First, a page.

Tanzanian watchdogs on a leash – a qualitative research of journalists’ possibilities and obstacles in a new democracy

Start date: 13 May, 2014 End date: 25 June, 2014 Project type: Master's Thesis (prior to 2018) Project code: A26854 Institutions: University of Southern Denmark (SDU), Denmark Grant recipient: Freja Czajkovski Total grant: 12,000 DKK



This study explores the obstacles and possibilities that journalists encounter in a developing country with a nascent democracy.

In the beginning of the 1990s many Sub-Saharan African countries, including Tanzania, transitioned from a one-party system to a multi-party system and started development towards a democratic state. To build up a democracy, it is essential that journalists have a free working environment to make sure citizens, through fair and objective journalism, can take an informed choice when they stand at the ballot box. Additionally they serve as watchdogs in the society - keeping an eye on the political decision makers between elections while giving regular citizens a voice.

20 years after the first democratic election Tanzania is still facing problems when it comes to democracy and freedom of the press. This study therefore aims to cover in particular, which obstacles and possibilities Tanzanian journalists face in their everyday work. The focus is on Tanzania as a case study that represents similar countries in Sub-Saharan Africa.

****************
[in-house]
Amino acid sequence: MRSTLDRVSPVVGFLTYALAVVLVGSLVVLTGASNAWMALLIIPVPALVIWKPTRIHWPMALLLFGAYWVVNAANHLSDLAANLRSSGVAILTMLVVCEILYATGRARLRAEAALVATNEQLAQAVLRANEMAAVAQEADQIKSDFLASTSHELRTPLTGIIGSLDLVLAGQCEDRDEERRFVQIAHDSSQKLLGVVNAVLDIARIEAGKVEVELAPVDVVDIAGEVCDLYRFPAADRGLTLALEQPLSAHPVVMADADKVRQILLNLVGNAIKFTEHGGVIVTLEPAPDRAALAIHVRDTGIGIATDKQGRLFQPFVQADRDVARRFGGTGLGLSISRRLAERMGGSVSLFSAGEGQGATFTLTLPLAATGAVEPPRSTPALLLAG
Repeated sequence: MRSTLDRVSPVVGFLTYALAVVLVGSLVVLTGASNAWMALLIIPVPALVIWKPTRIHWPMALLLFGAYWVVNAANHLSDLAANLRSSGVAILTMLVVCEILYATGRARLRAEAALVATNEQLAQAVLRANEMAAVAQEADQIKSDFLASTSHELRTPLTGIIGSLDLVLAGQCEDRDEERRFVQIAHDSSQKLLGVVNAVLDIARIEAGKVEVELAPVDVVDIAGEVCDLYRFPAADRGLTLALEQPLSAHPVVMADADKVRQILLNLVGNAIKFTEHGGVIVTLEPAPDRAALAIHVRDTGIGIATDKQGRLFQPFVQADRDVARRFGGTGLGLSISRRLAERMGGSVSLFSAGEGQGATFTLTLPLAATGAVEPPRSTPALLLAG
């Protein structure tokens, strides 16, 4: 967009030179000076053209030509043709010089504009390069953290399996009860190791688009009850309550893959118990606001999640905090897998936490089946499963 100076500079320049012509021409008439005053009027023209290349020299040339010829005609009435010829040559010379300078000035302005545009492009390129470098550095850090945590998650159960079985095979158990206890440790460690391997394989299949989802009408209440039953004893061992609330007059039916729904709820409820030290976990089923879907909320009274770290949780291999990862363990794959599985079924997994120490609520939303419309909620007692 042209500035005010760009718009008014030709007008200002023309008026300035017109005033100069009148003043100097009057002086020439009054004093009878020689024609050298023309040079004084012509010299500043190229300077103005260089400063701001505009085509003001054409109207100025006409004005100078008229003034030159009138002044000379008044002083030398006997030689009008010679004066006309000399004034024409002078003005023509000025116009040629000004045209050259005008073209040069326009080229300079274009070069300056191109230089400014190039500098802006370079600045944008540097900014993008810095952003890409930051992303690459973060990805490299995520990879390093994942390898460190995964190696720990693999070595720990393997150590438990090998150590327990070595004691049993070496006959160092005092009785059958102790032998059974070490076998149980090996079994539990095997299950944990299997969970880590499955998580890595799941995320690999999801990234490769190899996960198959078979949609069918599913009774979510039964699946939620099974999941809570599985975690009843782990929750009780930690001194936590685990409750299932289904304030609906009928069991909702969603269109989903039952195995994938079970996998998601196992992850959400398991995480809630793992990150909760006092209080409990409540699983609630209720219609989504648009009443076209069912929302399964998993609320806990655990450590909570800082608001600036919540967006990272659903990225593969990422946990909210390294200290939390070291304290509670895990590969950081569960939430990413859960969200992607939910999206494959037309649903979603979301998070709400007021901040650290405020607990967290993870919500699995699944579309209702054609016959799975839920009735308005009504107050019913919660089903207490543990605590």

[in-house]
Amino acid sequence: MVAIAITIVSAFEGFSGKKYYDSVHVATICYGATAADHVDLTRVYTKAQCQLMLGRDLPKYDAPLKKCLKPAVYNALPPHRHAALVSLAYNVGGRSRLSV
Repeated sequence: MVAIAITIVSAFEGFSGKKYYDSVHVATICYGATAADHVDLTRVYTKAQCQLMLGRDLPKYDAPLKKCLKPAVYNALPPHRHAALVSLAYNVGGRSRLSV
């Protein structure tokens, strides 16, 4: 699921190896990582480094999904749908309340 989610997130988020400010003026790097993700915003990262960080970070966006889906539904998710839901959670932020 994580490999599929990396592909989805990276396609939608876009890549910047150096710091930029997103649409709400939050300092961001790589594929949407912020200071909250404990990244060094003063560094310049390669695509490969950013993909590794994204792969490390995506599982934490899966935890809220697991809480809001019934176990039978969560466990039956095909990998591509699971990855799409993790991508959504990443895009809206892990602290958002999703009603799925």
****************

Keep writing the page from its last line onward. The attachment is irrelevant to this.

Qualitative interviews were conducted in Tanzania amongst local working journalists. These interviews make up the primary empirical data.

The findings suggest that Tanzanian journalists face obstacles in their work. One of the main obstacles comes from within the country’s legal system. Laws that give a minister the power to close down media outlets without consulting others along with the government’s right to detain and deny journalist information and access are in use. Other obstacles are represented by advertiser’s power over the media, media owners’ economic and political agendas, inadequate salaries, threats, violence and sources withholding information, however mobile phones and new media also represent new possibilities in the journalists work.

The study concludes that it will takes changes and time before the Tanzanian journalists fully can fulfil their role in the democratic society as the Tanzanian watch dog is still on a leash. Future research will show how tightly or loosely that leash is held.